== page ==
The love of truth lies at the root of much humor.

17

All mothers think their children are oaks, but the world never lacks for cabbages.

17

What we call luck is the inner man externalized. We make things happen to us.

16

About Robertson Davies

Quotes 230 sayings
Nationality Canadian
Profession Novelist
Birthday August 28, 1913

On the whole, we treat the Devil shamefully, and the worse we treat Him the more He laughs at us.

15

Love affairs are for emotional sprinters; the pleasures of love are for the emotional marathoners.

14

He types his labored column -- weary drudge! Senile fudge and solemn: spare, editor, to condemn these dry leaves of his autumn.

14

Happiness is always a by-product. It is probably a matter of temperament, and for anything I know it may be glandular. But it is not something that can be demanded from life, and if you are not happy you had better stop worrying about it and see what treasures you can pluck from your own brand of unhappiness.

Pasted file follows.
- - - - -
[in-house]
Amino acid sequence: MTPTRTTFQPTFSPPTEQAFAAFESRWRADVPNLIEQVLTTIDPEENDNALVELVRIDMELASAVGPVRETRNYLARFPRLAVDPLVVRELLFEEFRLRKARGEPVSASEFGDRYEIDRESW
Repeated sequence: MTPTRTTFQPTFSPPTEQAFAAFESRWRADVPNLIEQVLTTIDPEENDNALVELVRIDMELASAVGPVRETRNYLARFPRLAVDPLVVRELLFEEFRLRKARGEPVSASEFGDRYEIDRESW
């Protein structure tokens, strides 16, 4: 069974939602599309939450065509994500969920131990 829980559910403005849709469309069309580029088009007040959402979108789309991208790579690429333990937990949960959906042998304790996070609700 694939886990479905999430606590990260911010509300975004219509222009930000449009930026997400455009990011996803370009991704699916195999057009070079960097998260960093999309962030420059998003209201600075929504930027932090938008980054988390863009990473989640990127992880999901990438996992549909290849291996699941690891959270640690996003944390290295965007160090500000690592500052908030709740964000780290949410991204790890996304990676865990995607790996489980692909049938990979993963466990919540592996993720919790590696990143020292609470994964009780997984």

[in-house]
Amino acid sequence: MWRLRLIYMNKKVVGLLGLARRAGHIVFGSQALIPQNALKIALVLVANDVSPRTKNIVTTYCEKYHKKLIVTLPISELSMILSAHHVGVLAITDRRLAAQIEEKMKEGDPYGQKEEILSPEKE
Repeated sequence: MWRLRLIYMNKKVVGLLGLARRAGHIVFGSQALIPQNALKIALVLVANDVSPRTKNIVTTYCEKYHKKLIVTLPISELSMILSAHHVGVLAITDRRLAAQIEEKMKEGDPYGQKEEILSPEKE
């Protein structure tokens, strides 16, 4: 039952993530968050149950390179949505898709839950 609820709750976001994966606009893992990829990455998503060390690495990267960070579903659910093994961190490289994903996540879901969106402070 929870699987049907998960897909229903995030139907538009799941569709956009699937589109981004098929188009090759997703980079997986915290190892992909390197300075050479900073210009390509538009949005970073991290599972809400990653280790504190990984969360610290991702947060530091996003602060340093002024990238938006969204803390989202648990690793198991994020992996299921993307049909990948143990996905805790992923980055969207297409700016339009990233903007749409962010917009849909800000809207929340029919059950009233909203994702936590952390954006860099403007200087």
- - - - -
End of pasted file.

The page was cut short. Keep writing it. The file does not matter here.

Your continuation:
13

Authors like cats because they are such quiet, lovable, wise creatures, and cats like authors for the same reasons.

13

Moderation, the Golden Mean, the Aristonmetron, is the secret of wisdom and of happiness. But it does not mean embracing an unadventurous mediocrity; rather it is an elaborate balancing act, a feat of intellectual skill demanding constant vigilance. Its aim is a reconciliation of opposites.

13

The people of the United States, perhaps more than any other nation in history, love to abase themselves and proclaim their unworthiness, and seem to find refreshment in doing so... That is a dark frivolity, but still frivolity.